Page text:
The simple question for the Cowboys: Can the new faces replace the old? Someone needs to take over for three-time Mountain West scoring champion Brandon Ewing, in both scoring and leadership. There are plenty of candidates as Wyoming adds a host of new faces: JayDee Luster, a transfer from New Mexico State; Boubacar Sylla, a 7-2 addition from Auburn; and Thomas Manzano, a juco transfer from Garden City (Kan.) CC.

2008-09 Mountain West standings

MWC record Overall record
Utah* 12-4 24-10
BYU* 12-4 25-8
New Mexico^ 12-4 22-12
San Diego State^ 11-5 26-10
UNLV^ 9-7 21-11
Wyoming% 7-9 19-14
TCU 5-11 14-17
Colorado State 4-12 9-22
Air Force 0-16 10-21
* NCAA tournament
^ NIT appearance
% CBI appearance

For all the Mountain West news and notes, check out the conference page.

2009-10 predictions

By Doug Gottlieb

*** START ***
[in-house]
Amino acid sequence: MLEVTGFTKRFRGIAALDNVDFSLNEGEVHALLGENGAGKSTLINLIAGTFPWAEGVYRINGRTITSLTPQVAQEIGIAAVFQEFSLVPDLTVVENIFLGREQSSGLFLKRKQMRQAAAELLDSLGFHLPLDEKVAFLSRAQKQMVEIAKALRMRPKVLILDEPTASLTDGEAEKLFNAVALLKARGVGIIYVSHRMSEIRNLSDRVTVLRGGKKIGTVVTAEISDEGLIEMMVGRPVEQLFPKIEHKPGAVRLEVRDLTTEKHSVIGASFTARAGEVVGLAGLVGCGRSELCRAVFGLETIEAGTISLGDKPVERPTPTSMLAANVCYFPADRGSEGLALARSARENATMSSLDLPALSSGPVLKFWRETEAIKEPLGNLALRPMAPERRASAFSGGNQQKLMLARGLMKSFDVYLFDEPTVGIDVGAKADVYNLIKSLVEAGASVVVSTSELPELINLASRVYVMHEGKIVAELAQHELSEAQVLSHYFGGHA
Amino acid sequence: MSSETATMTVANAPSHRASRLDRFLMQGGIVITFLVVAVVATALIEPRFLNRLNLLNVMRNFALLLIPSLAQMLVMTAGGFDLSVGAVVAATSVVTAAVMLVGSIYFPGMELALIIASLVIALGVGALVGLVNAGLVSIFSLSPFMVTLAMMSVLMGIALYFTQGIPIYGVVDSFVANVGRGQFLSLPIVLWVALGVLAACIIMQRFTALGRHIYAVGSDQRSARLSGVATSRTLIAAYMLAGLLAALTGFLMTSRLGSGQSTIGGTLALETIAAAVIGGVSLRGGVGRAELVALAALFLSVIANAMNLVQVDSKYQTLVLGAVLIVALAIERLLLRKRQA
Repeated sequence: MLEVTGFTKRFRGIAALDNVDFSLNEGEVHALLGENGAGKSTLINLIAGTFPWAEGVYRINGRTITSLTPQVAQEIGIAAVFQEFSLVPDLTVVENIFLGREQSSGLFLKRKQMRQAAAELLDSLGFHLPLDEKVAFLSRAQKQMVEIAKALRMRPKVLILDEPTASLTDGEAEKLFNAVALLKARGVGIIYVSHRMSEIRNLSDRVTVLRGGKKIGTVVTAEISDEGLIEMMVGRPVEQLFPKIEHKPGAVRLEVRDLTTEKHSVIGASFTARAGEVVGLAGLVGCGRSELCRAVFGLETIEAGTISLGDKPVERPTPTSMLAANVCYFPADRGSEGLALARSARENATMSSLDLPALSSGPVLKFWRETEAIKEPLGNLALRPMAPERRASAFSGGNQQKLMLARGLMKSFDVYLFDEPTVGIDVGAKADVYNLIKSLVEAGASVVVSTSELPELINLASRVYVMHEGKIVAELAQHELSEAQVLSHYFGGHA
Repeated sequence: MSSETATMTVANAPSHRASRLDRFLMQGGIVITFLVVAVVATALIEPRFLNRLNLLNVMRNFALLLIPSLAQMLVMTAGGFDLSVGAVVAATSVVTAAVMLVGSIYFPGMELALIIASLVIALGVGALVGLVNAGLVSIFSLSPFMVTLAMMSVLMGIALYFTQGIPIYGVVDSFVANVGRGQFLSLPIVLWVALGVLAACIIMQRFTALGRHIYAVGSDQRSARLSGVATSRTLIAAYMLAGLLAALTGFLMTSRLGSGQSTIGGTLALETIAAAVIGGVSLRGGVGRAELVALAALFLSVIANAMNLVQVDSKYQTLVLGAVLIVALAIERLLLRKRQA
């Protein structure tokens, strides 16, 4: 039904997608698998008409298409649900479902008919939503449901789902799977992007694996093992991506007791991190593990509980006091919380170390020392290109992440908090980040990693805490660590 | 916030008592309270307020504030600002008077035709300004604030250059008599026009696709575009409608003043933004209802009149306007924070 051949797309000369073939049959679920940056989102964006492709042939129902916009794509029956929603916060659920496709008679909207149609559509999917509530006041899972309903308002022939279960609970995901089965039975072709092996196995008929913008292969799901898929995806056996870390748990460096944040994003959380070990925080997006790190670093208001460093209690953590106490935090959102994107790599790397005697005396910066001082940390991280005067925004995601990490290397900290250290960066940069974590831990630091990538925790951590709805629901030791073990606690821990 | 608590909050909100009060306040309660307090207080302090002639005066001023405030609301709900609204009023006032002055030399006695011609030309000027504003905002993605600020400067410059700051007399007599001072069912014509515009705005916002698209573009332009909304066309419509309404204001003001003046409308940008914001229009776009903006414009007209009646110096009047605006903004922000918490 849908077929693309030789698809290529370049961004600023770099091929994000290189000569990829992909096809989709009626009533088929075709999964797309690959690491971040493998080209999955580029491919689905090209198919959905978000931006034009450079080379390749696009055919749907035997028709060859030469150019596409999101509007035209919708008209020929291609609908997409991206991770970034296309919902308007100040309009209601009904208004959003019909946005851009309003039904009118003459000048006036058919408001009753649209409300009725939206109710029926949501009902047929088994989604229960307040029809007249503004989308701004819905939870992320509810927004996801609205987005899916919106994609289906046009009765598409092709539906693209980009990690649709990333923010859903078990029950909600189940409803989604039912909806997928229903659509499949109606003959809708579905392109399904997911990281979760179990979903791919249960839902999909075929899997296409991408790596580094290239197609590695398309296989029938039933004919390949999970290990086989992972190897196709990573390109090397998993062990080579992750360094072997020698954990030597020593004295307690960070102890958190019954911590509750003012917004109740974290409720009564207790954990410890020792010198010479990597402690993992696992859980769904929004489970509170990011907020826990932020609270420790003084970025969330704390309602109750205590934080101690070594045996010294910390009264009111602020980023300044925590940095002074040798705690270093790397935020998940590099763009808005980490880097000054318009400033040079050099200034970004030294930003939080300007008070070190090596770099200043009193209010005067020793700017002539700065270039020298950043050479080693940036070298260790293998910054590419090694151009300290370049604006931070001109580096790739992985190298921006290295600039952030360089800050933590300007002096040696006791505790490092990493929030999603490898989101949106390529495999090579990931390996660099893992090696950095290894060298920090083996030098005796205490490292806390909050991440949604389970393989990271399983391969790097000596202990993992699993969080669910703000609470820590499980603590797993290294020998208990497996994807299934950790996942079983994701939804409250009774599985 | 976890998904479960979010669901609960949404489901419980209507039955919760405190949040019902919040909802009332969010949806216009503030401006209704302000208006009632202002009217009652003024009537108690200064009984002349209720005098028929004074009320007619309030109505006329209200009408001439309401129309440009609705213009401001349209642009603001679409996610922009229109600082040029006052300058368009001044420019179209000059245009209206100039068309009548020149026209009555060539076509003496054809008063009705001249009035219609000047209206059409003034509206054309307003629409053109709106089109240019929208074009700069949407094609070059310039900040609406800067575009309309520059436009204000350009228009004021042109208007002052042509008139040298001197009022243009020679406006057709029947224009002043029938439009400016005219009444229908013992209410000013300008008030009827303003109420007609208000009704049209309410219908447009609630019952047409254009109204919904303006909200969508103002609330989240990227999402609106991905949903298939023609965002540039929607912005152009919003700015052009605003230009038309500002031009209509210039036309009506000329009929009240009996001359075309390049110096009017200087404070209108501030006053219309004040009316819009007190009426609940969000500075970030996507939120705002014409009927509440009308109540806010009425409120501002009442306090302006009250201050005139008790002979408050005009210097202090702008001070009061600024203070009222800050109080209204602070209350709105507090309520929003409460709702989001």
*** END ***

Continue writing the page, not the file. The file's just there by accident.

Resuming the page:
It's never too early for predictions. Doug Gottlieb offers up his thoughts on the upcoming season in the Mountain West:

1. BYU: Jonathan Tavernari and Jimmer Fredette are both back and Dave Rose has new studs Tyler Haws at a wing and Brandon Davies inside. BYU has never finished lower than second since Rose took over. Things should not change in 2010.

2. San Diego State: It may take awhile for all the transfers and newcomers to mesh, but there is some serious talent here. Tim Shelton and D.J. Gay return and an amazing recruiting class arrives. Kawhi Leonard is a big-time talent.

3. UNLV: Tre'Von Willis had a very solid first season after transferring in from Memphis. If new transfers Derrick Jasper (Kentucky) and Chace Stanback (UCLA) can be equally effective, the notion of UNLV as a "bounce back" recruiting school will explode. Keep an eye on frosh Justin Hawkins to play big minutes right away. Matt Shaw coming back off knee surgery is important, too.